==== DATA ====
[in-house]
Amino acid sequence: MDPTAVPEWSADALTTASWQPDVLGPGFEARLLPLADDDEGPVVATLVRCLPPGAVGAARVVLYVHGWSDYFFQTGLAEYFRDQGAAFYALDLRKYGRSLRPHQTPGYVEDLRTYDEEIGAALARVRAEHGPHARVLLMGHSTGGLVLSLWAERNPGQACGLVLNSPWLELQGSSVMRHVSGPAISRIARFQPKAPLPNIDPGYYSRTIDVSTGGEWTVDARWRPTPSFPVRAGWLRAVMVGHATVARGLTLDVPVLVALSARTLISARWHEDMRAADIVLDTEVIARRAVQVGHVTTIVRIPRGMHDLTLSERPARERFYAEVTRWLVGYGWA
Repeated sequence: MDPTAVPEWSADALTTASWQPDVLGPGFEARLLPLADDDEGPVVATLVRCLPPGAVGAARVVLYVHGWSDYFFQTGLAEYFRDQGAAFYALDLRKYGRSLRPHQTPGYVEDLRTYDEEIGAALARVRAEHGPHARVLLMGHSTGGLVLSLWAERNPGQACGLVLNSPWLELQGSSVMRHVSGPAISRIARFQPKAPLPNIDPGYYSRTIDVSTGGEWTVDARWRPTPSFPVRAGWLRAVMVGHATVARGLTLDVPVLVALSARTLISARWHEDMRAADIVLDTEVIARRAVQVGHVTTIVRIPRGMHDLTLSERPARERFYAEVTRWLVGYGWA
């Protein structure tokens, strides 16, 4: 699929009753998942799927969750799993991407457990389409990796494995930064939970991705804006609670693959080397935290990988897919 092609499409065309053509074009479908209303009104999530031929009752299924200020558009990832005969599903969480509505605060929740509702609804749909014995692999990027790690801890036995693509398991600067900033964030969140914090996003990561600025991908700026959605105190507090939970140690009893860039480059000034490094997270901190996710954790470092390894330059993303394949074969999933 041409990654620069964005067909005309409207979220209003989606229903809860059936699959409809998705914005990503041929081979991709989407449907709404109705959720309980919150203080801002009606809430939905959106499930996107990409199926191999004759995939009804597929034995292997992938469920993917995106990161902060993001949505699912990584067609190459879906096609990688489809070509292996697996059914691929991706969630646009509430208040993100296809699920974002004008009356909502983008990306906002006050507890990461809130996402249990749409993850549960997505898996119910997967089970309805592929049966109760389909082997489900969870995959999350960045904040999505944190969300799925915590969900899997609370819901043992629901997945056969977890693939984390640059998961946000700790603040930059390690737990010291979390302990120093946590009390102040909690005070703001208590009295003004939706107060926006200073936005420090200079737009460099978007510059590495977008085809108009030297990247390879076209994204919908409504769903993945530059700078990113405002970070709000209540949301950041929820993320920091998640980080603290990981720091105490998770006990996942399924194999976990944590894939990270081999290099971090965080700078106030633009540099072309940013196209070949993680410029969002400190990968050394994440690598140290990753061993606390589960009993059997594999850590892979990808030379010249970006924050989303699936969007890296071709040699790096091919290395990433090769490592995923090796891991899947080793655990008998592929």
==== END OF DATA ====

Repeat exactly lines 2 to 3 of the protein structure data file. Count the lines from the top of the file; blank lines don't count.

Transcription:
Amino acid sequence: MDPTAVPEWSADALTTASWQPDVLGPGFEARLLPLADDDEGPVVATLVRCLPPGAVGAARVVLYVHGWSDYFFQTGLAEYFRDQGAAFYALDLRKYGRSLRPHQTPGYVEDLRTYDEEIGAALARVRAEHGPHARVLLMGHSTGGLVLSLWAERNPGQACGLVLNSPWLELQGSSVMRHVSGPAISRIARFQPKAPLPNIDPGYYSRTIDVSTGGEWTVDARWRPTPSFPVRAGWLRAVMVGHATVARGLTLDVPVLVALSARTLISARWHEDMRAADIVLDTEVIARRAVQVGHVTTIVRIPRGMHDLTLSERPARERFYAEVTRWLVGYGWA
Repeated sequence: MDPTAVPEWSADALTTASWQPDVLGPGFEARLLPLADDDEGPVVATLVRCLPPGAVGAARVVLYVHGWSDYFFQTGLAEYFRDQGAAFYALDLRKYGRSLRPHQTPGYVEDLRTYDEEIGAALARVRAEHGPHARVLLMGHSTGGLVLSLWAERNPGQACGLVLNSPWLELQGSSVMRHVSGPAISRIARFQPKAPLPNIDPGYYSRTIDVSTGGEWTVDARWRPTPSFPVRAGWLRAVMVGHATVARGLTLDVPVLVALSARTLISARWHEDMRAADIVLDTEVIARRAVQVGHVTTIVRIPRGMHDLTLSERPARERFYAEVTRWLVGYGWA